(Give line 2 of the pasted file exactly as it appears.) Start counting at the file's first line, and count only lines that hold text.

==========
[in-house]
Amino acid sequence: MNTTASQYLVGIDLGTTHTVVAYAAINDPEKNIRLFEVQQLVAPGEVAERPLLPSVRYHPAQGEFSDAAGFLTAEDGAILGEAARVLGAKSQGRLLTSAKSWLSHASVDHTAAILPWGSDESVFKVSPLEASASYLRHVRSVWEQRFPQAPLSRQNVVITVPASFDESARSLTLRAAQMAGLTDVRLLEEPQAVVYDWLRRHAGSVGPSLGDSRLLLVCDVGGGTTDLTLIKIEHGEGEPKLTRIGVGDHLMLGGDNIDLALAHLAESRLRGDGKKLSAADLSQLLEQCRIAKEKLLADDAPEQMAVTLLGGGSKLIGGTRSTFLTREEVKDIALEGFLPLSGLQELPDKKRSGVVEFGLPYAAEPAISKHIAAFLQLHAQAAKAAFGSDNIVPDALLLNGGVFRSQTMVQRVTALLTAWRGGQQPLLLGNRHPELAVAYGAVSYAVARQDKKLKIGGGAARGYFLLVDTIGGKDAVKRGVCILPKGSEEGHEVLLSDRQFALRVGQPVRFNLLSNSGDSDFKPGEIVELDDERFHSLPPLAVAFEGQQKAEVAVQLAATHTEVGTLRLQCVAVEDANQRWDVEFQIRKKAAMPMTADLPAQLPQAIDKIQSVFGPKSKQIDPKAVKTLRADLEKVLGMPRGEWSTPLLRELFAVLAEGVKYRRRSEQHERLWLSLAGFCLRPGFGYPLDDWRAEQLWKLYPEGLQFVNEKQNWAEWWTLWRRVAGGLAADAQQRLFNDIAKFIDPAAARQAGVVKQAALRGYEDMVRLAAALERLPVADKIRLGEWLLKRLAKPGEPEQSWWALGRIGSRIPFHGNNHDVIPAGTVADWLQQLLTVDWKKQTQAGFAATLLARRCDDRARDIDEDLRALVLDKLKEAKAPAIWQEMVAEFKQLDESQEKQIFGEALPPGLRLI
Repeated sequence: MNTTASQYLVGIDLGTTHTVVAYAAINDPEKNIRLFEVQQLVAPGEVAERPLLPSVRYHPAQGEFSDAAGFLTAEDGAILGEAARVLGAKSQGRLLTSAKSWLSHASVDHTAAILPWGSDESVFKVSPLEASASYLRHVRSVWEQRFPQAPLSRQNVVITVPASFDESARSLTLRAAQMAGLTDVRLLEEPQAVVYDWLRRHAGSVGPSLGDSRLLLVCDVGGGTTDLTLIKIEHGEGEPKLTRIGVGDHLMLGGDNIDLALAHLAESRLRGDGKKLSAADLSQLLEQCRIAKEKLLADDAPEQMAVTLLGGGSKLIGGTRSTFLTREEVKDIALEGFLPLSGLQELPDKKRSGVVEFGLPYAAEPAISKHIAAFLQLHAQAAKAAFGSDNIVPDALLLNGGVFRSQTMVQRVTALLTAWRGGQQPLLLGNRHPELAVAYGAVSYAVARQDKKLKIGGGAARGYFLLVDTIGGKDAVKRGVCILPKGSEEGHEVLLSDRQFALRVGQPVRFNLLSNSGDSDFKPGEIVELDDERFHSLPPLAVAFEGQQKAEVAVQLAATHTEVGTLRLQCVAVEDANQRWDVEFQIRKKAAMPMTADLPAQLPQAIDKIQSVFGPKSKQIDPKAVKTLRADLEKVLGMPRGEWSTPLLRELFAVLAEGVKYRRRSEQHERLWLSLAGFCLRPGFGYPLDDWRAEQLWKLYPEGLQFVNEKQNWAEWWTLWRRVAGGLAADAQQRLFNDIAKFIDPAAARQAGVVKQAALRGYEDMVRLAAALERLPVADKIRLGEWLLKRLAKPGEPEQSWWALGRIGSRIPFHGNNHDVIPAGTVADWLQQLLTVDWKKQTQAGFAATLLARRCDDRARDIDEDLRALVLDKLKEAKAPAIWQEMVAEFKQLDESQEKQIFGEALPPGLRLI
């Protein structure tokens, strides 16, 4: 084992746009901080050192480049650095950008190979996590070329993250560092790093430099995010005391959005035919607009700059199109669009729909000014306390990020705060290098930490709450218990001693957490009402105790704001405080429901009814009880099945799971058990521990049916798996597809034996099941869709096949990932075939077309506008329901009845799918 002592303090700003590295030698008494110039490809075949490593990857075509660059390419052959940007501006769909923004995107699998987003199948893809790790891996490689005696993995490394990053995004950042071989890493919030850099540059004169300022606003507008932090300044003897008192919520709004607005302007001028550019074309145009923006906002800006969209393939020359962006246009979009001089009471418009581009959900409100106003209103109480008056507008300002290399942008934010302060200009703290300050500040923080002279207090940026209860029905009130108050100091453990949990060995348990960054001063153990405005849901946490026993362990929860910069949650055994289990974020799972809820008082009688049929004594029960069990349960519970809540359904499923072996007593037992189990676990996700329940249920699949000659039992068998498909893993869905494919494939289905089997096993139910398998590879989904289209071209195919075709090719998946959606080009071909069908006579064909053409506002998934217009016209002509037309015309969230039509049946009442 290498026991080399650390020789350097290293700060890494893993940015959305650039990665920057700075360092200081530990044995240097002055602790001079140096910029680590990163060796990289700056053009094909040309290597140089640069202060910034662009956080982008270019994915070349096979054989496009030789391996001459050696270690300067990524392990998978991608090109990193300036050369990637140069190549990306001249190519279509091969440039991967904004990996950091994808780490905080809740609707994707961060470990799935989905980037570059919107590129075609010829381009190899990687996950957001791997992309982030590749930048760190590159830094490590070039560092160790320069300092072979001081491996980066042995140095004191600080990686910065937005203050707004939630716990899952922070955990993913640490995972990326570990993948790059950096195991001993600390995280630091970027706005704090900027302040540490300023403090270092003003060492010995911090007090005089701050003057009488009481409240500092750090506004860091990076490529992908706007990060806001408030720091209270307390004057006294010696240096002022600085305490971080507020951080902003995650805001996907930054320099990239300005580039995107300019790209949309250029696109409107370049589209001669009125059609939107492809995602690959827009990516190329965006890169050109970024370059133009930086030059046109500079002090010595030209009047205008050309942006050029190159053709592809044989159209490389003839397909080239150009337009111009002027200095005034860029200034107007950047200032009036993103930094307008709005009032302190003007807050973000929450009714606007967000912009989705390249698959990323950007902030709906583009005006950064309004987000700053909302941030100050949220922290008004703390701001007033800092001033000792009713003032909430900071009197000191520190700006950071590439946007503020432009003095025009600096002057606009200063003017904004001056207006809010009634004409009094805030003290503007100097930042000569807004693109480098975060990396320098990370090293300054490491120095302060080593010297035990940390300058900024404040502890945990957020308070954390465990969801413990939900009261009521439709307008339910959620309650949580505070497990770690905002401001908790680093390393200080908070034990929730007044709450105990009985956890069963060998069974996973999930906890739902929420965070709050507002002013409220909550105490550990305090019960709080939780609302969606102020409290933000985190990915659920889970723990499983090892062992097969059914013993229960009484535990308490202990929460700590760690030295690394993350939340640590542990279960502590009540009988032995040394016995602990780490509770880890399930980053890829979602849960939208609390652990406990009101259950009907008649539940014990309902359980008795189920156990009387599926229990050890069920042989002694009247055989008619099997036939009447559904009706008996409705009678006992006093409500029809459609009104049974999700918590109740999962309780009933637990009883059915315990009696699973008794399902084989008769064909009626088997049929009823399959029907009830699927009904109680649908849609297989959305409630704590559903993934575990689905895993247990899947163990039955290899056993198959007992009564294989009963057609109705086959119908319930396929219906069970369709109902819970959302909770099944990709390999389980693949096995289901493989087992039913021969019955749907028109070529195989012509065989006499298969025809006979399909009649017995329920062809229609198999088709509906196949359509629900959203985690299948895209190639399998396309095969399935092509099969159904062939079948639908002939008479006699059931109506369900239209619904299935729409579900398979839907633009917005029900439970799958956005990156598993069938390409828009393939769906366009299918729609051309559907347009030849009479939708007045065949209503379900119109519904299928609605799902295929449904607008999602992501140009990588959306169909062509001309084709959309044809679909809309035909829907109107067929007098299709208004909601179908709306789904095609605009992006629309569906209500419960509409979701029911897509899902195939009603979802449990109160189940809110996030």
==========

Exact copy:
Amino acid sequence: MNTTASQYLVGIDLGTTHTVVAYAAINDPEKNIRLFEVQQLVAPGEVAERPLLPSVRYHPAQGEFSDAAGFLTAEDGAILGEAARVLGAKSQGRLLTSAKSWLSHASVDHTAAILPWGSDESVFKVSPLEASASYLRHVRSVWEQRFPQAPLSRQNVVITVPASFDESARSLTLRAAQMAGLTDVRLLEEPQAVVYDWLRRHAGSVGPSLGDSRLLLVCDVGGGTTDLTLIKIEHGEGEPKLTRIGVGDHLMLGGDNIDLALAHLAESRLRGDGKKLSAADLSQLLEQCRIAKEKLLADDAPEQMAVTLLGGGSKLIGGTRSTFLTREEVKDIALEGFLPLSGLQELPDKKRSGVVEFGLPYAAEPAISKHIAAFLQLHAQAAKAAFGSDNIVPDALLLNGGVFRSQTMVQRVTALLTAWRGGQQPLLLGNRHPELAVAYGAVSYAVARQDKKLKIGGGAARGYFLLVDTIGGKDAVKRGVCILPKGSEEGHEVLLSDRQFALRVGQPVRFNLLSNSGDSDFKPGEIVELDDERFHSLPPLAVAFEGQQKAEVAVQLAATHTEVGTLRLQCVAVEDANQRWDVEFQIRKKAAMPMTADLPAQLPQAIDKIQSVFGPKSKQIDPKAVKTLRADLEKVLGMPRGEWSTPLLRELFAVLAEGVKYRRRSEQHERLWLSLAGFCLRPGFGYPLDDWRAEQLWKLYPEGLQFVNEKQNWAEWWTLWRRVAGGLAADAQQRLFNDIAKFIDPAAARQAGVVKQAALRGYEDMVRLAAALERLPVADKIRLGEWLLKRLAKPGEPEQSWWALGRIGSRIPFHGNNHDVIPAGTVADWLQQLLTVDWKKQTQAGFAATLLARRCDDRARDIDEDLRALVLDKLKEAKAPAIWQEMVAEFKQLDESQEKQIFGEALPPGLRLI